A US army study, 'Is the Next Global Conflict Imminent?', suggests NATO expansion is the key driver of tension with Russia
Fired up by anti-Russian hype, many commentators seem to have forgotten the need to question basic facts about the Skripal incident, let alone to probe the official account of the crisis between Russia and the West. They might do well to read a recently published US army study ominously titled ‘Is the Next Global Conflict Imminent?’.
The report shows that US military experts understand perfectly that it is Western foreign policy that is the main driver of tension and confrontation with Russia.
The document, produced by the US army’s Culture, Regional Expertise and Language Management Office (CRELMO) last year, warns about the depth of the crisis in Russia’s relations with the West:
Relations between the West and Russia have deteriorated to their lowest point since the end of the Cold War, eroding geopolitical stability and damaging trade and economic relations between major global and regional powers.
The study details the history of a Western foreign policy that since World War Two was focused more than anything on attempts to contain, and if possible destroy, Soviet and then Russian power.
It explains that this history, combined with current US and NATO policy, has created deep anxiety in Russian ruling circles. The US ‘global precision strike capability’ along with its increasing tendency to mount rapid military operations in the Middle East and elsewhere has made Russia ‘paranoid about a surprise attack from NATO or the US’. As the report says, 'when viewed from the Russian standpoint, these fears are understandable'. In particular, it argues that NATO’s continued eastward expansion has pushed Russia into a corner:
Considering that NATO was created to counter the expansion of the Soviet Union, it is not surprising that the Kremlin views expansion as a threat. Every time a former Soviet state is incorporated into NATO, the buffer shrinks. Without that physical buffer, Western military forces move closer to Moscow, eliminating the Kremlin’s ability to trade space for time.
These elementary insights, disastrously absent from most of the current discussion of relations with Russia, lead to recommendations at moments in the report for constructive engagement and the development of shared understanding.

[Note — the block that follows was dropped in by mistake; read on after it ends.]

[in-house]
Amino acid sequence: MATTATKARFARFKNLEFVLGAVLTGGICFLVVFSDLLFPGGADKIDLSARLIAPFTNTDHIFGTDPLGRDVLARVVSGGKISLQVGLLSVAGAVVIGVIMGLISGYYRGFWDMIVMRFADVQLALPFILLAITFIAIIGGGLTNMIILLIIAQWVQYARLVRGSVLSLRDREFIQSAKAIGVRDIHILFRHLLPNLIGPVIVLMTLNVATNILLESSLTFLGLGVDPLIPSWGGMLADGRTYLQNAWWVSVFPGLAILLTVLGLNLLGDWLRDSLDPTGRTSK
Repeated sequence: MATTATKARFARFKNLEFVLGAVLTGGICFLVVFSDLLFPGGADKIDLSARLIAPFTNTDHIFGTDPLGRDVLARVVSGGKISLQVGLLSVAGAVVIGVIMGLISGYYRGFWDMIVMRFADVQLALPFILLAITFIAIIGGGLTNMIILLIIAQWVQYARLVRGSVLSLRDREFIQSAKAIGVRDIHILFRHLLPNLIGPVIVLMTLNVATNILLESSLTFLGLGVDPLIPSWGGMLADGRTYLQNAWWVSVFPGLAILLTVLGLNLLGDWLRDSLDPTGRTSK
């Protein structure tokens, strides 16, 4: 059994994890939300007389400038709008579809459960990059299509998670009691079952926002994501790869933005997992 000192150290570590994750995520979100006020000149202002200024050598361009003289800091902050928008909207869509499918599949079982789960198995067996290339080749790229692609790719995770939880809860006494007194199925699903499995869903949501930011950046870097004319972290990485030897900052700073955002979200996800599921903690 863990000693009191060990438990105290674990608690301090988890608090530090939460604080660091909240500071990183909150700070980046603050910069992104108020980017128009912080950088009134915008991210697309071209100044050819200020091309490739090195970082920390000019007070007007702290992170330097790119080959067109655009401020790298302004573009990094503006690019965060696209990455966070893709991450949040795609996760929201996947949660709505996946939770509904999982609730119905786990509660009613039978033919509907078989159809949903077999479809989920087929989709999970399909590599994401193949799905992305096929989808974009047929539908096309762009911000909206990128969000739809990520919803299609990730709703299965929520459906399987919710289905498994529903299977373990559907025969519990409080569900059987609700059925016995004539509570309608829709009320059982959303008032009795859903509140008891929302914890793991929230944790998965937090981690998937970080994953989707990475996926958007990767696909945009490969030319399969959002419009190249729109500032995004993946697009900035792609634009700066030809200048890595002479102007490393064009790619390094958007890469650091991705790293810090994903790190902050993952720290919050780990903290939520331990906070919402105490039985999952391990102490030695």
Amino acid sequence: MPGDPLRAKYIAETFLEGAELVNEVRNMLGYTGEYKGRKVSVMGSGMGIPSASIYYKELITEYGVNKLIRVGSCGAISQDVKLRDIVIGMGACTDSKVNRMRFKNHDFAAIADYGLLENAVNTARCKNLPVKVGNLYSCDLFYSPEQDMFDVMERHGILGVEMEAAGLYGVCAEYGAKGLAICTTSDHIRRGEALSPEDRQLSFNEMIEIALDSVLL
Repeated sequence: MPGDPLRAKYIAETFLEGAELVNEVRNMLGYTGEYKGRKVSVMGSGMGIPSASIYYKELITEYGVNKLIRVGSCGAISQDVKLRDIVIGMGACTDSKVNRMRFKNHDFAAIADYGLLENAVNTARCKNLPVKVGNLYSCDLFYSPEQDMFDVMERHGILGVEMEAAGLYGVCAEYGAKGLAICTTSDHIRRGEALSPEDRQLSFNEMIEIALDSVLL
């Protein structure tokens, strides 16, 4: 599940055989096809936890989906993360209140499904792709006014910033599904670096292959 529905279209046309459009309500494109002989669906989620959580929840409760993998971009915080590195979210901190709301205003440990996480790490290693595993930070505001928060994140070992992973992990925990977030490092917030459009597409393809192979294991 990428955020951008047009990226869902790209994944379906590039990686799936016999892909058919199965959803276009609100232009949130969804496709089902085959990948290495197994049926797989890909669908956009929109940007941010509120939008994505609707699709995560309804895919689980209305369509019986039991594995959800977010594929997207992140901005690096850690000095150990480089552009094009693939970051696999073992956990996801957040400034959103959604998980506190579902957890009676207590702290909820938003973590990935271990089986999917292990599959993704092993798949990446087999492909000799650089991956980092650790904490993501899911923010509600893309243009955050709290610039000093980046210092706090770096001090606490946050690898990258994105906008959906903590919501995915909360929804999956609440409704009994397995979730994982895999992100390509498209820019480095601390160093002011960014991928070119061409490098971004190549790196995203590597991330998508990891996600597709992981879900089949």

Mostly however, the document concentrates on further actions that could be useful in destabilising and undermining Russian power. In places it goes as far as suggesting regime change. Russians, the document observes:
…may soon feel the pressure of the domestic downturn. They will become increasingly vulnerable as the ruble weakens and the purchasing power at home erodes. Are the west and the US poised to take advantage of this or will we miss another opportunity?
The US and the West need to determine what they want Russia to look like, how they want it to behave and if they care if Vladimir Putin is president.
Politics & Pipelines
The report is open too about the underlying reasons for the increased Western expansionism in Eastern Europe and central Asia which is creating such a sense of threat in the Kremlin. It explains that from the 1990's onwards “vast reserves of oil and natural gas in and around the Caspian Sea were the primary source of the US’s initial interest in the region”. This interest led to sharp competition over pipelines. In a section of the report called ‘Pipeline Politics and its Regional and Global Implications', the report stresses the importance of the Baku-Tbilisi-Ceyhan pipeline, the first in the region to bypass Russian territory.
The pipeline which helped ensure Western control of huge gas and oil reserves dictated a policy of strengthening ‘the political and economic independence of the countries of the region from possible resurgent Russian ambitions’.
The fact that the region is awash with resources has generated a new ‘Great Game with global and regional powers such as the US, China and Russia vying for influence in the area'.
As one of the editors of the report, Dr Ibrahimov explains, NATO expansion and increasing hostility towards Russia from the West has pushed Russia into building relationships with other regional and global powers, including China.
Estranged from the West over NATO expansionism, and especially because of the situation in the Ukraine, which led to the Western sanctions, Russia seeks closer economic and political rapprochement with China…Russia is currently seeking to create security and economic organisations that could be used to rival the existing structures such as NATO and the World Bank.
This combination of military threat and great power manoeuvring has created the most dangerous geopolitical standoff in a generation. Not really the moment then for the kind of posturing and point-scoring we have seen from Theresa May, the Tories and elements of the Labour right in the last few days.
Thanks to Nafeez Ahmed for unearthing this document.
Chris Nineham is a founder member of Stop the War and Counterfire, speaking regularly around the country on behalf of both. He is author of The People Versus Tony Blair and Capitalism and Class Consciousness: the ideas of Georg Lukacs.
More articles from this author
- Culture under capitalism: Why art is alienated – The Dialectics of Art review
- Britain's war machine: imperial fantasies and the tilt to China
- The crisis over Ukraine in dates
- Cameron, getting caught and the new corruption
- Who starts it? Violence, protest and what the police are really for
- Social movements can beat attacks on the right to protest - podcast
- 'America is back': Biden and the continuation of US imperialism